Order. Giving this judgement in Gerald C.S. Lobo vs. Canara Bank (1997) 71 Comp. Cases 290, the
Karnataka high Court held that the branch which collects money on behalf of another branch is to be
treated as agent of the latter and consequently the moment a cheque sent for collection by the other branch has been realized by the former, the realization must be treated as having accrued to the
principal branch.

(b) The Garnishee Order cannot attach the amounts deposited into the customer’s account after the Garnishee
Order has been served on the banker. A Garnishee Order applies to the current balance at the time the
order is served, it has no prospective operation. Bankers usually open a new account on the name of
customer for such purpose.

(c) The Garnishee Order is not effective in the payments already made by the banker before the order is
served upon him. But if a cheque is presented to the banker for payment and its actual payment has not
yet been made by the banker and in the meanwhile a Garnishee Order is served upon him, the latter
must stop payment of the said cheque, even if it is passed for payment for payment. Similarly, if a
customer asks the banker to transfer an amount from his account and the banker has already made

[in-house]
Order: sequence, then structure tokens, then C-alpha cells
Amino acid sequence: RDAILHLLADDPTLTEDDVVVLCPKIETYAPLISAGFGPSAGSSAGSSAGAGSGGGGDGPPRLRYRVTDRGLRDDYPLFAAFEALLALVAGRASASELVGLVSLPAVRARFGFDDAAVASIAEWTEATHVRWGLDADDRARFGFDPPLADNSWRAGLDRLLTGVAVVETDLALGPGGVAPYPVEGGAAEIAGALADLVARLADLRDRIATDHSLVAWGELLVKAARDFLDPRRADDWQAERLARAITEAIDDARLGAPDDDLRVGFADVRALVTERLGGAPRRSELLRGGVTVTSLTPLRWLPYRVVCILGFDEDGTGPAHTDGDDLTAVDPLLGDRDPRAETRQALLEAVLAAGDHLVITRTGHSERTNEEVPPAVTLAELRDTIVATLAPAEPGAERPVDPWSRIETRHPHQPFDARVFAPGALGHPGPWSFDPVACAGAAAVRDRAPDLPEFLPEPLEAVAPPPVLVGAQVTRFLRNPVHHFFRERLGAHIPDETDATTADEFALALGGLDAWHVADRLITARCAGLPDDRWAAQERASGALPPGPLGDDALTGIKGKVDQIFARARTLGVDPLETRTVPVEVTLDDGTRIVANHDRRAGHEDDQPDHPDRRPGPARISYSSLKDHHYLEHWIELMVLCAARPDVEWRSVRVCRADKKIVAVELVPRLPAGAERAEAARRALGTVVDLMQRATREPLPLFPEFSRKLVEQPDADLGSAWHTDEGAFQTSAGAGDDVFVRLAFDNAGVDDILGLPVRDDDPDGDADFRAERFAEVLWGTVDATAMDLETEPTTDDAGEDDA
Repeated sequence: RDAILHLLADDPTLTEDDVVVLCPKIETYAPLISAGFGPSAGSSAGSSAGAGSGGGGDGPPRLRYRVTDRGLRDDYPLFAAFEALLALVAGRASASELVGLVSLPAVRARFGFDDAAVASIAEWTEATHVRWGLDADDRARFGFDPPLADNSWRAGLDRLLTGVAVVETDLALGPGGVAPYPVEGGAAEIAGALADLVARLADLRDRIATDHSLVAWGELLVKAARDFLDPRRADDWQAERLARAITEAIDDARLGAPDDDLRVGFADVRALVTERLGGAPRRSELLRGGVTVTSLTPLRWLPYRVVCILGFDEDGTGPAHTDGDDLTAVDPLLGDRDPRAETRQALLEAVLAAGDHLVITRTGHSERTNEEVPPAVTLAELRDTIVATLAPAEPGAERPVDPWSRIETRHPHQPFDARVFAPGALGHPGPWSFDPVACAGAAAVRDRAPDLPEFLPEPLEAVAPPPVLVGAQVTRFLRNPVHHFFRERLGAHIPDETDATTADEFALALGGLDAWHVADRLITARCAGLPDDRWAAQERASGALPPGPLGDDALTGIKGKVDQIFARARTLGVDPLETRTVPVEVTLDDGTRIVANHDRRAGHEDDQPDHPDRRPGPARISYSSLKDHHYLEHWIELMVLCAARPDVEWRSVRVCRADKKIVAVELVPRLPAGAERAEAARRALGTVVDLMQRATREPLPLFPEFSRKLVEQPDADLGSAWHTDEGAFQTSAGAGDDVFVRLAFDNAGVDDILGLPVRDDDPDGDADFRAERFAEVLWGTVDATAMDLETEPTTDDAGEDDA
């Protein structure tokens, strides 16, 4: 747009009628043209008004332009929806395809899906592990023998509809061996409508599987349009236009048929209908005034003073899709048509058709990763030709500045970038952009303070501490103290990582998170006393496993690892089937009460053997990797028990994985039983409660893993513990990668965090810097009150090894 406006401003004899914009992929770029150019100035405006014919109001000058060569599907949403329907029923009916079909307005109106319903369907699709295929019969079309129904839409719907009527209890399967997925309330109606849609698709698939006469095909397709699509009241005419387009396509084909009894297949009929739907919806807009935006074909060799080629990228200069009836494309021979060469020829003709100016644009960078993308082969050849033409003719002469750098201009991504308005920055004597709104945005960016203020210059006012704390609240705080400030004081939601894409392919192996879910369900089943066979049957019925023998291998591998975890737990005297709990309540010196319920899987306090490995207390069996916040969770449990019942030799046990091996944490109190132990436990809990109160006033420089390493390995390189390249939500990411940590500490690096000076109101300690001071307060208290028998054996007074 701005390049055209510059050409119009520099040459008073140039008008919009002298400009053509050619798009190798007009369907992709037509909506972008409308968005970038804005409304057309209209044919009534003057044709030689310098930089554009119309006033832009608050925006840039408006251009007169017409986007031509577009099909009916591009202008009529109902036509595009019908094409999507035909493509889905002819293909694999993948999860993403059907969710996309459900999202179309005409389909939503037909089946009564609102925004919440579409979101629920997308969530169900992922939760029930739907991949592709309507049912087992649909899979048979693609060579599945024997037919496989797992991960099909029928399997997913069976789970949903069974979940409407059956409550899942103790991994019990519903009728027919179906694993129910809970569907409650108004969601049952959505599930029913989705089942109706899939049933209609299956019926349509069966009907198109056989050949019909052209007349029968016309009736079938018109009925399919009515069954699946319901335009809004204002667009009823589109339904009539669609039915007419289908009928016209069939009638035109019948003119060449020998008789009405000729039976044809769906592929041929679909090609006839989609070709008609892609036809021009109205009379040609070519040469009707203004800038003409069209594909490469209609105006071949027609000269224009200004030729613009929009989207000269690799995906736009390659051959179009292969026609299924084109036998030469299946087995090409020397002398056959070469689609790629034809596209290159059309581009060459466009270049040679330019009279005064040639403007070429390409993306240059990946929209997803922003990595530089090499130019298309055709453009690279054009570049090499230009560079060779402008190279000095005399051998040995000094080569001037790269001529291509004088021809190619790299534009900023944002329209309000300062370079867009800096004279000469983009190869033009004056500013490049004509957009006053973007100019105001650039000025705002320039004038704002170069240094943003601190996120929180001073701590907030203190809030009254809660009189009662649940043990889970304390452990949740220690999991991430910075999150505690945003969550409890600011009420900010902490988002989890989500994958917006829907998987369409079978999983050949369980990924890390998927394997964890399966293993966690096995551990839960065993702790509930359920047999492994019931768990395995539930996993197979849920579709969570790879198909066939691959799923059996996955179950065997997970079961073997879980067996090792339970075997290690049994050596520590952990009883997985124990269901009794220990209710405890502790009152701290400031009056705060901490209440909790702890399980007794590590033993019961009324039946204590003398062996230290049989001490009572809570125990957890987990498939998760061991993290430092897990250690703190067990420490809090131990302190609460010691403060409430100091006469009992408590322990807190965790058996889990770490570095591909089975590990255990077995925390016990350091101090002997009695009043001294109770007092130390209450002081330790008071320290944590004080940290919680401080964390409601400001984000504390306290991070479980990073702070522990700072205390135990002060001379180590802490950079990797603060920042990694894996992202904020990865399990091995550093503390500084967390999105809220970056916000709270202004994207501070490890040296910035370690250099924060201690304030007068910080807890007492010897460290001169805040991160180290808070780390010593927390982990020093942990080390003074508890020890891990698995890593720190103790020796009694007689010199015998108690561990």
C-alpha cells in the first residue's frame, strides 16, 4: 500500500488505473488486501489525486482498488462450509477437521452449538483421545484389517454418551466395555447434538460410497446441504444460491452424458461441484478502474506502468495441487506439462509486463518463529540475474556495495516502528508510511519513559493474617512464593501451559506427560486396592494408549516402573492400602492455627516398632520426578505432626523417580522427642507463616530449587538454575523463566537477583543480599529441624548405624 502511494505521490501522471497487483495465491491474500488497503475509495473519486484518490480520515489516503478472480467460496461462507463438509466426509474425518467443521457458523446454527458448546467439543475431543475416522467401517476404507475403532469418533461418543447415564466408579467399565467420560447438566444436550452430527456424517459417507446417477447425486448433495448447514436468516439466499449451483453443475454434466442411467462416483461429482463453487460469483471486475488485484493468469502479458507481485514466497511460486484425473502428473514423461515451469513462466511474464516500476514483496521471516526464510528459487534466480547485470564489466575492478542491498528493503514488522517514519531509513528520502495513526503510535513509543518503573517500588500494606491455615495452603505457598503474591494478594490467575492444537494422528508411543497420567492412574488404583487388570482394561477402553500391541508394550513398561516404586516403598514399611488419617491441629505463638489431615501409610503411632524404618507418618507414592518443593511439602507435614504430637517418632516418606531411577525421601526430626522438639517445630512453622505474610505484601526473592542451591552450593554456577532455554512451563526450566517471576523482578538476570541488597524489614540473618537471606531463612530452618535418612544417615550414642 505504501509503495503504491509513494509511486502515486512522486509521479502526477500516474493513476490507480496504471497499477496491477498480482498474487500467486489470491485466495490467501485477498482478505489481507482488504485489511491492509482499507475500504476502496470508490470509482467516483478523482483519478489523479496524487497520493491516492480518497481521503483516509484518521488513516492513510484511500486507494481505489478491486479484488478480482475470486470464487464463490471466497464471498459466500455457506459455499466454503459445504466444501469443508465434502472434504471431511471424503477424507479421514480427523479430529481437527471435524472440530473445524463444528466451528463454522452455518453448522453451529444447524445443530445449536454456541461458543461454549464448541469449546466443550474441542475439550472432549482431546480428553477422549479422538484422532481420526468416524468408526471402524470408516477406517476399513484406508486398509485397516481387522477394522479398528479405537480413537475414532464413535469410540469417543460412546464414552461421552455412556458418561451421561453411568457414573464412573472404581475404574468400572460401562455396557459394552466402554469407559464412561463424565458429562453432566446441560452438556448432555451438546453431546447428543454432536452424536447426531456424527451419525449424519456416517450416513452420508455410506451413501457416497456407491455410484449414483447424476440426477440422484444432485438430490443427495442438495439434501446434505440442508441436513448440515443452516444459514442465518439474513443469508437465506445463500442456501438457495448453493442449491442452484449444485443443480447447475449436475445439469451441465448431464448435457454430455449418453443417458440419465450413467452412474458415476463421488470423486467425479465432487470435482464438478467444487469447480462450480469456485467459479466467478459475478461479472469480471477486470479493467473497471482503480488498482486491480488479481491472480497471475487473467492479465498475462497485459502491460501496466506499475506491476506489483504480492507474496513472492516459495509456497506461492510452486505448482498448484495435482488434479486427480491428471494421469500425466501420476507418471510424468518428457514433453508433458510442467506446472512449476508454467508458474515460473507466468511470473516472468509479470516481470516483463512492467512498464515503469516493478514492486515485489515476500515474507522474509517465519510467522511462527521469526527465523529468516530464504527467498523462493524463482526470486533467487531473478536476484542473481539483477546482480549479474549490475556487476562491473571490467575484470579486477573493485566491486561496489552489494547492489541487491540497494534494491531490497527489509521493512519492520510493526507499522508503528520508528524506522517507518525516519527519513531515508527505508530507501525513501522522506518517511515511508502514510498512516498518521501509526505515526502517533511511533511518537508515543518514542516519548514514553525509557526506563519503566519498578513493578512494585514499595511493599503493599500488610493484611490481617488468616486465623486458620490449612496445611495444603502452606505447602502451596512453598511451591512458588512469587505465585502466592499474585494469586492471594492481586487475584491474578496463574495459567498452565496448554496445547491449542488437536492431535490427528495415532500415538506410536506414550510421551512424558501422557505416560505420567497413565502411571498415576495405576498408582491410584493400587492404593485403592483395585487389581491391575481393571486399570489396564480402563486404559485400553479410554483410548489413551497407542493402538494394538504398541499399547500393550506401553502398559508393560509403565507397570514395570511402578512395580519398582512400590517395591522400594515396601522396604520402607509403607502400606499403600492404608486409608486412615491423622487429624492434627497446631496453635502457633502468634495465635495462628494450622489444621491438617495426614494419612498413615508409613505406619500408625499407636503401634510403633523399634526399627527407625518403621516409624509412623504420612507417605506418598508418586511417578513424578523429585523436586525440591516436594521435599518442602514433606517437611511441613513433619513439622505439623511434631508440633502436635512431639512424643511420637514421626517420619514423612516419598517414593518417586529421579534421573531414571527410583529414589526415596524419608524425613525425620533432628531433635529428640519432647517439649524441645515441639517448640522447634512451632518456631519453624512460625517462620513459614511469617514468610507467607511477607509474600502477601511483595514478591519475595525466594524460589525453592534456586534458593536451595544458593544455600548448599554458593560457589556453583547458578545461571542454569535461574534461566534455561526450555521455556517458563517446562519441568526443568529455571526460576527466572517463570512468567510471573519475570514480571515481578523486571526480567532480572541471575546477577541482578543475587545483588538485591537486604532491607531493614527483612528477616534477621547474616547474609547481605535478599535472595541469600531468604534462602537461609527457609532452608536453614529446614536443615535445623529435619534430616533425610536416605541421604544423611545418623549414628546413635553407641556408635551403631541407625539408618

necessary entries of such transfer in his books, but before the intimation could be sent to the other
account-holder, a Garnishee Order is received by the banker, it shall be applicable to the amount so
transferred by mere book entries, because such transfer has no effect without proper communication to
the person concerned.

(d) In case of cheques presented to the paying banker through the clearing house, the effectiveness of the
Garnishee Order depends upon the fact whether time for returning the dishonoured cheques to the
collecting banker has expired or not. Every drawee bank is given specified time within which it has to
return the unpaid cheques, if any, to the collecting bank. If such time has not expired and in the meanwhile
the bank receives a Garnishee Order, it may return the cheque dishonoured. But if the order is received
after such time over, the payment is deemed to have been made by the paying banker and the order shall
not be applicable to such amount.

(e) The Garnishee Order is not applicable to:
(i) Money held abroad by the judgement- debtor ; and
(ii) Securities held in the safe custody of the banker,
(f) The Garnishee Order may be served on the Head Office of the bank concerned and it will be treated as
sufficient notice to all of its branches. However, the Head Office is given reasonable time to intimate all
concerned branches. If the branch office makes payment out of the customer’s account before the
receipt of such intimation, the banker will not be held responsible for such payment.